Whether your concrete base will survive is irrelevant, because your beam will fail.
Notice the highlighted field of the output. That's the stress you'll be putting on the connection with the ground, (assuming it's rigid). The yield strength of steel (where it stops bending back when unloaded) is 36,300 psi, You'd be overloading this beam 1.5 times. It will fail.
Consult an engineer to design something for your purposes.
EDIT: I've done a recalc with a cantilevered beam calculator in response to the comments below. The result is essentially identical, and any difference between the two calculations is likely rounding. Simply put, two different calculators, with two different sets of input, give the same result:
I = 8.82813 in^4, and the 2 inches is the distance from the edge to the center.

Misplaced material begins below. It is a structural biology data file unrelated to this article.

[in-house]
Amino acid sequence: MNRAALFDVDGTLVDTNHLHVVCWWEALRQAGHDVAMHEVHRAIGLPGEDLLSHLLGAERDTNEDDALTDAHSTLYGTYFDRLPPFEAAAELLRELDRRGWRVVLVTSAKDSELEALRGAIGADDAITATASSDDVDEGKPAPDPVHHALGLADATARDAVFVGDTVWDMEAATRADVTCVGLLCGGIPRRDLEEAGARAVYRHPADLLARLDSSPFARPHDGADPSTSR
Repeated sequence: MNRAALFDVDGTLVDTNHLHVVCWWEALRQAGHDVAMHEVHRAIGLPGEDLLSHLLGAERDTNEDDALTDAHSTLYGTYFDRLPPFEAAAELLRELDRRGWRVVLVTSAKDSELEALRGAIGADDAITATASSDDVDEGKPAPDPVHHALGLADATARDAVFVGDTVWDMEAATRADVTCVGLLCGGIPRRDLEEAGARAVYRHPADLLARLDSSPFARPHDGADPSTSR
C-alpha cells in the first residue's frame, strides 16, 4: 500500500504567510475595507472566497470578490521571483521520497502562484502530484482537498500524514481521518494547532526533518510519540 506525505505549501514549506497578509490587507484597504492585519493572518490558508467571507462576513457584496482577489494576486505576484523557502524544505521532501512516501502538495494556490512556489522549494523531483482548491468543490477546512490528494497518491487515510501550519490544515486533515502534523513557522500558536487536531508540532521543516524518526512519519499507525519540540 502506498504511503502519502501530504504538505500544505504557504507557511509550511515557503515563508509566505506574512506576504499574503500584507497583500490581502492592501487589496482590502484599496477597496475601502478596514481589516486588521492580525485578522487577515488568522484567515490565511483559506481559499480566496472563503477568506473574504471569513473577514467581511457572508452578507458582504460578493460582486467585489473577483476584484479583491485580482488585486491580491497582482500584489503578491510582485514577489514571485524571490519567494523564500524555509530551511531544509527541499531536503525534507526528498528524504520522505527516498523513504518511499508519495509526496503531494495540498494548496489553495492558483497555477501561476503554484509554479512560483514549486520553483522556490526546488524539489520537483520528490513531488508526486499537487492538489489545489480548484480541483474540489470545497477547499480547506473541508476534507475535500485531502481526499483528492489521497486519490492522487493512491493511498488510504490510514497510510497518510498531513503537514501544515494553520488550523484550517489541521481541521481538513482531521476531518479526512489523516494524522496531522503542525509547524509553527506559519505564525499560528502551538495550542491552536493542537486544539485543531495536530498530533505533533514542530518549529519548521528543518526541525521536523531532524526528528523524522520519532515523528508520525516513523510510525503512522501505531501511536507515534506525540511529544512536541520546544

There are two things to note in the results:
- A stress of > 36000 psi, the yield strength of steel, and
- A deflection at the end of almost 18 inches, which throws the geometry completely out of whack, and accelerates failure.
The Plastic Modulus for this section is 5.28 in^4
Multiply that by the yield strength gives a Plastic moment of 190,000 in.lbf, which is ~16000 ft.lbf, which is LESS than the moment at the support of 20000 ft.lbf.
TLDR: You're loading the entire structure into the plastic region, turning it into a plastic hinge. This WILL fail.